Daryl Morey Calls Viral Video Of James Harden’s Defense Unfair

James Harden’s defense was porous far before the casual NBA fan realized it. The direction of popular opinion hedged its present destination at the beginning of last season, when videos of Harden falling asleep off-ball and getting roasted off-dribble by subpar wings began making the internet rounds. By the time 2013-2014 was over and enough talking head criticism and video footage had been compiled to call Harden the league’s worst defender, the amount of scrutiny was already over the top. When a new compilation of Harden’s defensive failings were compiled by an excellent YouTube user in April, even more fuel was added to the fire.

You know the video by now. Must-follow YouTuber How U released this 11-minute, 31-second highlight reel of Harden’s oft-laughable defensive shortcomings in late April. It’s title? “James Harden, Defensive Juggernaut.”

Countless other videos, clips, GIFs, and more have further criticized defense of the All-NBA First Teamer in the interim – some of which have been given the spotlight at Dime.

But via USA Today’s Sam Amick, Houston Rockets GM Daryl Morey recently singled-out the lengthy, most popular video for painting an inaccurate portrayal of Harden’s actual defensive performance:

“For whatever reason, it has taken on a life of its own,” Morey says about the criticism about Harden’s defense. “You’ve got people doing a 10-minute YouTube clip that everyone references, and I just ask anyone, ‘Take your worst 10 minutes from your job the last year and just take those worst 10 minutes and put them in a YouTube clip.’ I’m guessing it wouldn’t come out very well for anybody. That, to me, was completely unfair. That bothered me in a big way. Without context, you can grab 10 minutes of anyone and make them look like (expletive). I think reality TV proves that.”

Now, it’s crucial to note that Morey isn’t solely castigating the creator of the viral video for picking-and-choosing specifically bad plays in assessing Harden’s defense. All out outlets covering the NBA have done so, and fans have taken that information and ran with it – they come here and elsewhere to ascertain league insight to which they’re otherwise not aware, after all. It’s our job to inform.

Morey’s point is that the media and league Twitter analysts have used a pointed agenda to write a misleading story of his superstar’s defensive play. He’s not wrong, either.

There are approximately 100 possessions in a NBA game. Harden might forget who he’s guarding, get beat back-door, or exercise general apathy on the defensive end on three of them, and those are the ones that are highlighted. Not the 97 others in which he performs perfectly adequate or sometimes solid defense. Those clips almost always ignore context, too.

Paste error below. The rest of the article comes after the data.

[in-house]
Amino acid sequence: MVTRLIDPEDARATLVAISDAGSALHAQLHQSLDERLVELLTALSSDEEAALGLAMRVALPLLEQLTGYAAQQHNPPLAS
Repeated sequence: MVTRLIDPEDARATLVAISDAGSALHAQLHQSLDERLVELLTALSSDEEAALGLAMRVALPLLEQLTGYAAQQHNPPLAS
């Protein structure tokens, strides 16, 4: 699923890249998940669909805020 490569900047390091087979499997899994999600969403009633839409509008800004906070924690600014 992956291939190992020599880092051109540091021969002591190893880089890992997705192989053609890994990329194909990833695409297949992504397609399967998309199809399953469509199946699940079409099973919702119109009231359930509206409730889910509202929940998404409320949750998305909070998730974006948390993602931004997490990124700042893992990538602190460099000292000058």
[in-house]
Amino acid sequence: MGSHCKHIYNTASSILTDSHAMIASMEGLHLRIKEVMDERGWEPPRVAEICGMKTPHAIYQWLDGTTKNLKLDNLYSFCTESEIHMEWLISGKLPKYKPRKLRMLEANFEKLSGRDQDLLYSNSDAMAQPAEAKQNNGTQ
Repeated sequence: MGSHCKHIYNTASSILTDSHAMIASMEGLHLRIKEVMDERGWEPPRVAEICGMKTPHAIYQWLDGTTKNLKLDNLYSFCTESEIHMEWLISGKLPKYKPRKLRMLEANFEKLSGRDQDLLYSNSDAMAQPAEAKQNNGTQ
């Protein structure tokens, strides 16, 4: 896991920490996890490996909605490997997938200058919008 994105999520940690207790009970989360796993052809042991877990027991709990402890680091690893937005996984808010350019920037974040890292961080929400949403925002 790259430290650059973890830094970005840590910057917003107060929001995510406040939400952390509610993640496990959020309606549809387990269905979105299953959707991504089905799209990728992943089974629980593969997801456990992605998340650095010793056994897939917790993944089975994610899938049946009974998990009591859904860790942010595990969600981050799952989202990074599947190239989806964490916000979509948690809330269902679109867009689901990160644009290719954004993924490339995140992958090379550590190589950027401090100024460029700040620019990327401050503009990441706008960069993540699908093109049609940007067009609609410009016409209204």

Take this play from the FIBA World Cup, for instance. It appears as if Harden is content to simply allow an inferior athlete a dead layup because that’s indeed what happens:


What you wouldn’t know unless you were watching the game – and what many sites failed to mention while writing it up, including us – is that Harden had picked up two quick fouls in its opening minutes. Players are allowed just five fouls in FIBA competition, and Harden was doing everything he could to avoid picking up his third. Makes sense, right?

But on only a small, small fraction of the 920,000-plus times that Vine has been watched has the viewer been privy to that information. And it makes all the difference! That’s what Morey is getting at here. Though he has obvious reason to come to Harden’s defense, too, it’s still a fair take. Highlight reels are just that – highlights, or in this case, lowlights.

Harden could make things easier by implementing more focus on that end, and has stressed all summer that’s something we’ll see in 2014-2015. We’re thrilled he’s recognized his deficiencies and has narrowed-in on fixing them. But rest assured that you’ll see more clips like those Morey is scrutinizing even if Harden makes defensive strides. It’s the nature of the information era, unfortunately, and reputations are hard to change.

Nevertheless, here’s hoping Harden can begin to do it this season.

(Vine via Mike Prada)

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